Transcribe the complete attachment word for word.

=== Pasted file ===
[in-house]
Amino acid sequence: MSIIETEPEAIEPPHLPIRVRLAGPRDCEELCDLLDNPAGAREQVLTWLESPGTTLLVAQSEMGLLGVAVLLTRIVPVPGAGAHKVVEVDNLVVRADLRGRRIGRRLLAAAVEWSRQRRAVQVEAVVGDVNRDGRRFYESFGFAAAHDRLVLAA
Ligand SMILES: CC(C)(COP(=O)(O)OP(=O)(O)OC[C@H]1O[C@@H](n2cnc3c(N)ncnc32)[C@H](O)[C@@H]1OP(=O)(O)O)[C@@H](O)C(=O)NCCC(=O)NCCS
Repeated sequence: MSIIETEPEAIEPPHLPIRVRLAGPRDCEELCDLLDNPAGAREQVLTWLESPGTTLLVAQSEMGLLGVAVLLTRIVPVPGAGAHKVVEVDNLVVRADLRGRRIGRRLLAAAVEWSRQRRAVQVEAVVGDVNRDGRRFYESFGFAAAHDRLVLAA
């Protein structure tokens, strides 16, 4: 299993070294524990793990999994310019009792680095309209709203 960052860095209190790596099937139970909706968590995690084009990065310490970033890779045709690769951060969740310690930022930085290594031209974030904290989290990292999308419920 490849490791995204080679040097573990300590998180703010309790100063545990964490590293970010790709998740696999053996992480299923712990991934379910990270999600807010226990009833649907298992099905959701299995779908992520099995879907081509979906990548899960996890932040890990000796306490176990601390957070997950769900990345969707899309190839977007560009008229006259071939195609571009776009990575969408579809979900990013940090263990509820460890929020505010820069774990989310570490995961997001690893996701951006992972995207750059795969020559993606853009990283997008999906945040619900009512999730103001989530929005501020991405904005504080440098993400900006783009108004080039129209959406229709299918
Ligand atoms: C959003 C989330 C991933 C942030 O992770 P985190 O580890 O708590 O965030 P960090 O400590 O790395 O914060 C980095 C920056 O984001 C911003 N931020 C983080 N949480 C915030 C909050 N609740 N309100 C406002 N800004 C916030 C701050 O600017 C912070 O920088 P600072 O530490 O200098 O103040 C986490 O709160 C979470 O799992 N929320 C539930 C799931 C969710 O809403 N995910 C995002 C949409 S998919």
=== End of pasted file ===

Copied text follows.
[in-house]
Amino acid sequence: MSIIETEPEAIEPPHLPIRVRLAGPRDCEELCDLLDNPAGAREQVLTWLESPGTTLLVAQSEMGLLGVAVLLTRIVPVPGAGAHKVVEVDNLVVRADLRGRRIGRRLLAAAVEWSRQRRAVQVEAVVGDVNRDGRRFYESFGFAAAHDRLVLAA
Ligand SMILES: CC(C)(COP(=O)(O)OP(=O)(O)OC[C@H]1O[C@@H](n2cnc3c(N)ncnc32)[C@H](O)[C@@H]1OP(=O)(O)O)[C@@H](O)C(=O)NCCC(=O)NCCS
Repeated sequence: MSIIETEPEAIEPPHLPIRVRLAGPRDCEELCDLLDNPAGAREQVLTWLESPGTTLLVAQSEMGLLGVAVLLTRIVPVPGAGAHKVVEVDNLVVRADLRGRRIGRRLLAAAVEWSRQRRAVQVEAVVGDVNRDGRRFYESFGFAAAHDRLVLAA
């Protein structure tokens, strides 16, 4: 299993070294524990793990999994310019009792680095309209709203 960052860095209190790596099937139970909706968590995690084009990065310490970033890779045709690769951060969740310690930022930085290594031209974030904290989290990292999308419920 490849490791995204080679040097573990300590998180703010309790100063545990964490590293970010790709998740696999053996992480299923712990991934379910990270999600807010226990009833649907298992099905959701299995779908992520099995879907081509979906990548899960996890932040890990000796306490176990601390957070997950769900990345969707899309190839977007560009008229006259071939195609571009776009990575969408579809979900990013940090263990509820460890929020505010820069774990989310570490995961997001690893996701951006992972995207750059795969020559993606853009990283997008999906945040619900009512999730103001989530929005501020991405904005504080440098993400900006783009108004080039129209959406229709299918
Ligand atoms: C959003 C989330 C991933 C942030 O992770 P985190 O580890 O708590 O965030 P960090 O400590 O790395 O914060 C980095 C920056 O984001 C911003 N931020 C983080 N949480 C915030 C909050 N609740 N309100 C406002 N800004 C916030 C701050 O600017 C912070 O920088 P600072 O530490 O200098 O103040 C986490 O709160 C979470 O799992 N929320 C539930 C799931 C969710 O809403 N995910 C995002 C949409 S998919």